Every so often a book comes along that is so splendid/marvelous/fabulous that I want to go to the top of the highest building and shout out how splendid/marvelous/fabulous it is. Since the tallest building around here is not tall at all and I would not reach many people shouting from the top, I am going to tell you about my latest Great Find.
The book is called Destiny Revealed and it was written by Kathryn Fitzmaurice. The story explores how one eleven-old girl tries to understand what destiny is. She has been told that she will be a poet when she grows up, but what if she doesn't want to be a poet? What then? Can she write her own destiny?
HarperCollins, 2013, 978-0-06-162501-5
The day before her baby daughter is to born, Isabella goes to a second hand bookshop where she hopes she will be able find a name for her child. She is looking for a name that will set her daughter’s “life direction.” After discarding Juliet as too tragic a name, Isabella finds a copy of The Complete Poems of Emily Dickinson
, and she knows in her heart that she has found what she is looking for. Her baby will be called Emily, and she will grow up to be a poet.
Emily is now eleven years old and she really does not care for poetry, though she does try to. She has the copy of The Complete Poems of Emily Dickinson
that her mother bought and it is Emily’s most treasured possession because her mother has made notes in the book to commemorate important days in Emily’s life. The book tells Emily’s story. Or at least most of it. Emily still has no idea who her father is. Isabella firmly believes that when the time is right Emily will know who her father is. The problem is that Emily does not feel like waiting for that moment, and what if it doesn’t even exist? Emily wants to know who her father is now and she is stunned when her mother finally tells her that her father’s name is written in Emily’s precious copy of The Complete Poems of Emily Dickinson.
Emily runs to get her book only to find out that it got mixed up in a donation for Goodwill. The book is gone. Emily can hardly believe that her book, with all those wonderful notes from her mother, is gone forever. Emily’s mother believes that the book got lost because Emily wasn’t ready to find her father’s name. Isabella insists that things cannot be forced; they should be allowed to happen when they are supposed to happen, when they are destined to happen. Emily finds it hard to accept her mother’s take on destiny, and she wants to find that book no matter what it takes.
It ends up taking a lot. Emily and her mother go to the Goodwill store, but the book isn’t there. The person working at Goodwill tells them that the books are often picked over early by people buying books for bookstores. Now Emily is going to have search who knows how many book stores to find her book.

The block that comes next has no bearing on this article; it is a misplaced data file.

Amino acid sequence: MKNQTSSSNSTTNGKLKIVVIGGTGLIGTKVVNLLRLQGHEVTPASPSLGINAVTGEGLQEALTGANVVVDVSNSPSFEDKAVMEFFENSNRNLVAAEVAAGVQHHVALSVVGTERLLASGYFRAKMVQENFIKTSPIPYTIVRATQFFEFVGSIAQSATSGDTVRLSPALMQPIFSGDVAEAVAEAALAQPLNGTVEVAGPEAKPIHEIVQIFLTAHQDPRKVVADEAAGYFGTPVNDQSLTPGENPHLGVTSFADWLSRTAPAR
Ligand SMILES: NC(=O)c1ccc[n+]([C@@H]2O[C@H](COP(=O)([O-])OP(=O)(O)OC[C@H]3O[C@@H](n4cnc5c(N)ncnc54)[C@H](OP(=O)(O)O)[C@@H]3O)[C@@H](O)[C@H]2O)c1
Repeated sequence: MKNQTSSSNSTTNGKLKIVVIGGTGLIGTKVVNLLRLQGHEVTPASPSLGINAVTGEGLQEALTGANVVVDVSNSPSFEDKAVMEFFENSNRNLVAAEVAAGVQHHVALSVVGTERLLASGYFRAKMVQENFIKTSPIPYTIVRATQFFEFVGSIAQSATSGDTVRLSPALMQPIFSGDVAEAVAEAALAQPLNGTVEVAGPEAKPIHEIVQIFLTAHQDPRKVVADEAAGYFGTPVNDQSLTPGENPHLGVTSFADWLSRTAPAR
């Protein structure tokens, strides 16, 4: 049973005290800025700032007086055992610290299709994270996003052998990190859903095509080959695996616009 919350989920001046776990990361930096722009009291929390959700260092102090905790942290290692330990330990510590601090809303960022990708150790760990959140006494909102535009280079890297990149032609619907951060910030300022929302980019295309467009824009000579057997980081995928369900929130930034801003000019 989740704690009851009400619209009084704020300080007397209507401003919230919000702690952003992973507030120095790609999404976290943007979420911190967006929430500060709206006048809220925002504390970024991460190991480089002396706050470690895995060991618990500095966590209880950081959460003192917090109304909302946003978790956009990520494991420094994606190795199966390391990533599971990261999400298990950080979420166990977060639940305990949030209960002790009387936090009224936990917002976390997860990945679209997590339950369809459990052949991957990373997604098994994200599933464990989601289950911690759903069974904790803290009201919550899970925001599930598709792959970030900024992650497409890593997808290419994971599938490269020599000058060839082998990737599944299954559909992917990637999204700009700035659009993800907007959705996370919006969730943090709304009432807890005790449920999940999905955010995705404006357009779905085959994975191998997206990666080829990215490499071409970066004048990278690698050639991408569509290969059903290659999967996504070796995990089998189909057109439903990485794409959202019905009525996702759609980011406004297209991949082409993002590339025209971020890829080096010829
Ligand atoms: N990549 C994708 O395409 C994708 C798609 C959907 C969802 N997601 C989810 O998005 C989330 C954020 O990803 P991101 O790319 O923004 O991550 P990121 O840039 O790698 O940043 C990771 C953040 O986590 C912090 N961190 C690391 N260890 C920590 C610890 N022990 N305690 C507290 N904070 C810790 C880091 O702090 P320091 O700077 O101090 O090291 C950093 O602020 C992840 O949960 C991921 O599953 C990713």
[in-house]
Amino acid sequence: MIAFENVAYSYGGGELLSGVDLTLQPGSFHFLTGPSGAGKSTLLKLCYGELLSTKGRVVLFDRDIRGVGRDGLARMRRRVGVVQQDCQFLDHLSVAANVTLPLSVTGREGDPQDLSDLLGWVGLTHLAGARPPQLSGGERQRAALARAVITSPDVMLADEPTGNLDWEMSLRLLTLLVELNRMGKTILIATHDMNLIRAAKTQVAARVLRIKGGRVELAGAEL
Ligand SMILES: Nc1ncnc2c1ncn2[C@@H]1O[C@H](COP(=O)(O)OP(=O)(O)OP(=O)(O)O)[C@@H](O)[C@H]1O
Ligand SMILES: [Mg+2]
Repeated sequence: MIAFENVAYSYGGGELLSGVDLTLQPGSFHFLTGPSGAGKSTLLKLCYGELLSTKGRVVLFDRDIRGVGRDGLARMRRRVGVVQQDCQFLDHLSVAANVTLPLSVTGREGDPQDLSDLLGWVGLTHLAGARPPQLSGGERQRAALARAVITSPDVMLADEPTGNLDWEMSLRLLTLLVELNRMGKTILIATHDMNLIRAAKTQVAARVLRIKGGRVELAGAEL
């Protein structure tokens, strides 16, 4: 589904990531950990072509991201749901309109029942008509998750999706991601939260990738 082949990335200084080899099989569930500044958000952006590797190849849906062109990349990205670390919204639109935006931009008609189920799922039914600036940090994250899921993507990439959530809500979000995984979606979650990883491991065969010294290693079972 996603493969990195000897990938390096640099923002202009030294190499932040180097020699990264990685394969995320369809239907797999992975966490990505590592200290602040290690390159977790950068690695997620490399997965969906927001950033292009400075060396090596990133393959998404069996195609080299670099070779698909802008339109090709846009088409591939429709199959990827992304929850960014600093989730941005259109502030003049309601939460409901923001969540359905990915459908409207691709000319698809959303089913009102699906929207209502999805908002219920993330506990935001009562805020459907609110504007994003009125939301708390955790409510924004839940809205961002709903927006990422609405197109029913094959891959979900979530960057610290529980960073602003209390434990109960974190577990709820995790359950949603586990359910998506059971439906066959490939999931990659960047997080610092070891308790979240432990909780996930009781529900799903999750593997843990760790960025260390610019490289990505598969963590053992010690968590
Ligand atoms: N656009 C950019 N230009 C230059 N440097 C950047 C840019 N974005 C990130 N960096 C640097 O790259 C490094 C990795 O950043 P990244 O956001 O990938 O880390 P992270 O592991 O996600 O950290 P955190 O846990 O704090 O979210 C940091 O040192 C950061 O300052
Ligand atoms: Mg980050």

Desperate to find the book with her father’s name in it, Emily even goes so far as to set aside her rigidly organized and predictable way of doing things. She forces herself to be unpredictable, even when doing so pains her. She will do whatever it takes if there is a chance that she will find the book with its precious notes. She never expects that her journey will be full of surprises. As she tries to understand what is happening around her she will question who controls her destiny, and she will end up opening doors that she didn’t even know were there.
In this extraordinary book Kathryn Fitzmaurice explores the inner world of a young girl whose mother made a decision about her child’s future when that child was just an infant. It is quite remarkable to be able to see how Emily struggles to come to terms with the path her mother chose for her; a path that Emily does not feel is right for her. Emily’s voice, and the voices of the other characters in the book, are delightfully honest, genuine, and often sweetly funny, and readers will grow to love the quirky people who live in Emily’s world.
Though this book was written for younger readers, adults will get a lot out of reading it. They may even question the path they are on. It is a path that they are supposed to be following?
Cheering up someone who is down in the dumps can be very difficult sometimes. After all, we don't always know why the person is sad, and we often don't have any idea what will make them feel happy again. Would they like some flowers? Perhaps a dinner out will help. Maybe chocolate is the answer. In today's book you will see how some charming animals who try to cheer up their friend Mouse.
Houghton Mifflin, 2012, 978-0-547-68107-8